To Sink or Scrap?
Two of the biggest wrecks in the Florida Keys — the 510-ft (155-m) Spiegel Grove and the 523-ft (159-m) Vandenberg — began their journey to the Florida Keys from the back waters of Virginia’s James River. It’s there that the Maritime Administration (MARAD) maintains the James River Reserve Fleet, one of three massive flotillas of outdated and surplus ships (many veterans of World War II) that make up the National Defense Reserve Fleet (NDRF). It costs taxpayers a lot of money to keep the old vessels afloat, and Uncle Sam would love nothing more than to see many of them put to good use as artificial reefs rather than go to a scrap yard.

“By taking ships like the Vandenberg and instead turning them into artificial reefs, we create a new conservation opportunity for marine wildlife and also generate economic activity,” says James Connaughton, former chairman of the White House Council on Environmental Quality.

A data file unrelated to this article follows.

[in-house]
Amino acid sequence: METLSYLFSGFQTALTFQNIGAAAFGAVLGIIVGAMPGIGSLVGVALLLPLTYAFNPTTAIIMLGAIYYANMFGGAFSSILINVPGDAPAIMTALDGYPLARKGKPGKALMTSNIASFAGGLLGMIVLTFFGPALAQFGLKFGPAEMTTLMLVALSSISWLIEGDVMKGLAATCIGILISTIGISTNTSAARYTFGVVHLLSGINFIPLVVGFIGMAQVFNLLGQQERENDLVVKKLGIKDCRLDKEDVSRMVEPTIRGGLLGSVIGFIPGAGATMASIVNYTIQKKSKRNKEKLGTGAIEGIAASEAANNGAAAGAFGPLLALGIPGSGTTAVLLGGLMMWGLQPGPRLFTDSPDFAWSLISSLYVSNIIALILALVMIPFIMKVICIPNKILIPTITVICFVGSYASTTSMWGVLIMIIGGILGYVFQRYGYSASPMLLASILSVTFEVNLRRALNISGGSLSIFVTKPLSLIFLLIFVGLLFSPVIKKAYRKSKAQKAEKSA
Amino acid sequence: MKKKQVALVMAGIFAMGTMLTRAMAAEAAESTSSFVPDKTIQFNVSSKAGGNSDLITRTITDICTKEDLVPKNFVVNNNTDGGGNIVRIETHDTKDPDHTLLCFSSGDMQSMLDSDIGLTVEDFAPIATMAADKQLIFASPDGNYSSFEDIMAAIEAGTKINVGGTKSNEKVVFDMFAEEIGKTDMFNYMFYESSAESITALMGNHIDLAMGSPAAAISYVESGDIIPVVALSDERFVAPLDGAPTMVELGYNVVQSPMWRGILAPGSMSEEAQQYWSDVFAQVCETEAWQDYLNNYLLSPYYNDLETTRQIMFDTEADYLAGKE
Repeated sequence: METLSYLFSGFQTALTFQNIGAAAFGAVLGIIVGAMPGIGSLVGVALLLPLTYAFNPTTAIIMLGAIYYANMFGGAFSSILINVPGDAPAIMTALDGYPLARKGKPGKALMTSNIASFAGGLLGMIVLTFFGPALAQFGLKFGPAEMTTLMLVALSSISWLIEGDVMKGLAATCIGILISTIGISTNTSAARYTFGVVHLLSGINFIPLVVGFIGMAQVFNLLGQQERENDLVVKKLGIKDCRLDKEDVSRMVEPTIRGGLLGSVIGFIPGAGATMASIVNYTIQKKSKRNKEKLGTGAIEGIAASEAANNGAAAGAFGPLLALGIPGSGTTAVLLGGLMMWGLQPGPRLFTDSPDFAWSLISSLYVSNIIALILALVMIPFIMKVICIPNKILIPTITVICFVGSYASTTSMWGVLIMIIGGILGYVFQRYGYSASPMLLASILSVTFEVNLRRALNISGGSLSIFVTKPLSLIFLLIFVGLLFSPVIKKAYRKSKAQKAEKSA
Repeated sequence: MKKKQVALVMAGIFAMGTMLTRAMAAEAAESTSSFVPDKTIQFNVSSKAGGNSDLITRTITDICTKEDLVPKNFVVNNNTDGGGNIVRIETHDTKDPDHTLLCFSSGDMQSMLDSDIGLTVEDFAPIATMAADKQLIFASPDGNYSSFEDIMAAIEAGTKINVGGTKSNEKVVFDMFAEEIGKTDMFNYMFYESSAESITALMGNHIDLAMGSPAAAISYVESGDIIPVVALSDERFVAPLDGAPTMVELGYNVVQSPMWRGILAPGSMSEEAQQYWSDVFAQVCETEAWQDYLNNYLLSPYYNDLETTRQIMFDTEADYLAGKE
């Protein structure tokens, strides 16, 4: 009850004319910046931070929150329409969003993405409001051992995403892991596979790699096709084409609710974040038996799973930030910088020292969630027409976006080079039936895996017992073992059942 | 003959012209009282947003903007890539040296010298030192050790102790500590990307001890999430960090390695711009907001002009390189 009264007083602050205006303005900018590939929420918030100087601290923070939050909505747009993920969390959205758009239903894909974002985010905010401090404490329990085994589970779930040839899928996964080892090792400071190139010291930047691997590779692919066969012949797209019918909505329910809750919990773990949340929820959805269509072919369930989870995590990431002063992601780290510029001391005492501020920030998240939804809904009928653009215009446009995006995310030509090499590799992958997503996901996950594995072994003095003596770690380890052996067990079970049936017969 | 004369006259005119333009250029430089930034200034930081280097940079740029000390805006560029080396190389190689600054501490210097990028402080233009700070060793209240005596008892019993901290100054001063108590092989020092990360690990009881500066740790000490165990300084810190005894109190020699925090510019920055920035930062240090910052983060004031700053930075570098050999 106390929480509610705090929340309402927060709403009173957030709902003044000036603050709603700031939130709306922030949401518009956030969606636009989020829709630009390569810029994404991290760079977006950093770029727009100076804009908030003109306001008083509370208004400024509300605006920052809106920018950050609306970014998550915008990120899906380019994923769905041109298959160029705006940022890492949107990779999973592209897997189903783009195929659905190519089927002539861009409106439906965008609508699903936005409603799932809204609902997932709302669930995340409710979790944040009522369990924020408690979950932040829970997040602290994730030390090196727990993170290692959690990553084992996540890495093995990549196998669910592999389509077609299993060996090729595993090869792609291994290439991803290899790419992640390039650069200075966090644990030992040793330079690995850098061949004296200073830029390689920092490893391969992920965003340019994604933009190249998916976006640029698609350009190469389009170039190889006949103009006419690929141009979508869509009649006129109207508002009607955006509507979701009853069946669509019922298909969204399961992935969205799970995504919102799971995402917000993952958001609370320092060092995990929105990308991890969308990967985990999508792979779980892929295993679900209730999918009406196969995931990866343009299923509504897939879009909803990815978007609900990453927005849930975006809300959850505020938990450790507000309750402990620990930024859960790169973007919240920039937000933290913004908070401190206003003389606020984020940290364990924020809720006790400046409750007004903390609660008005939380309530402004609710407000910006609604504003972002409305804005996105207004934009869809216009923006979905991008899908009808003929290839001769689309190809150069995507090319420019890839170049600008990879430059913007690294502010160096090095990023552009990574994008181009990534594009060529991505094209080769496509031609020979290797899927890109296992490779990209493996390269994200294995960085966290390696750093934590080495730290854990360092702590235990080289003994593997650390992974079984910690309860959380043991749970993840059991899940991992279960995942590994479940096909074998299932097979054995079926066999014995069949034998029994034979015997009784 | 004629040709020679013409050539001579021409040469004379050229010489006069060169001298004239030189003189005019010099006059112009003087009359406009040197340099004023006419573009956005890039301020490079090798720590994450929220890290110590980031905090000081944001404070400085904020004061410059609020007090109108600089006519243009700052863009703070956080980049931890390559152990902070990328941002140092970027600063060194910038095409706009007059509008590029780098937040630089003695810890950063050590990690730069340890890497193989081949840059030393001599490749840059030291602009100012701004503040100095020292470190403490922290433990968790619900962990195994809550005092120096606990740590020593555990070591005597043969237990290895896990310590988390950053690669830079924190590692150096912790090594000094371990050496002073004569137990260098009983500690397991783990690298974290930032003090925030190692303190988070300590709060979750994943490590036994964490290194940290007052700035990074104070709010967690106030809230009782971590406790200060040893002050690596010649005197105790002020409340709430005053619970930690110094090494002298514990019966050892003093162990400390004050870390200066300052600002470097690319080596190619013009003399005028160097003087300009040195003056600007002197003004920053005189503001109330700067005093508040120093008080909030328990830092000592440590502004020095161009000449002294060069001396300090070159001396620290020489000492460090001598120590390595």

There is no shortage of available ships — as of June 30, 2009, there were more than 200 surplus vessels sitting idle — but sinking them as dive sites is expensive and time-consuming. Vessels must be cleaned to meet strict environmental standards and stripped of potential hazards, like the 900,000 ft (274,320 m) of wiring that had to be removed from the Vandenberg. In all, the Vandenberg cost $8 million to sink, and the cleaning and preparation required more than 50,000 man-hours. But the results are spectacular, and the investment will pay off for decades as artificial reefs are a proven boon to marine life and local tourism economies.

— Stephen Frink

For More Information
For specific information on dive attractions by district, see the official website of the Florida Keys and Key West at

To learn more about the history of the Vandenberg and the 12-year effort to sink her as an artificial reef, visit

© Alert Diver — Fall 2009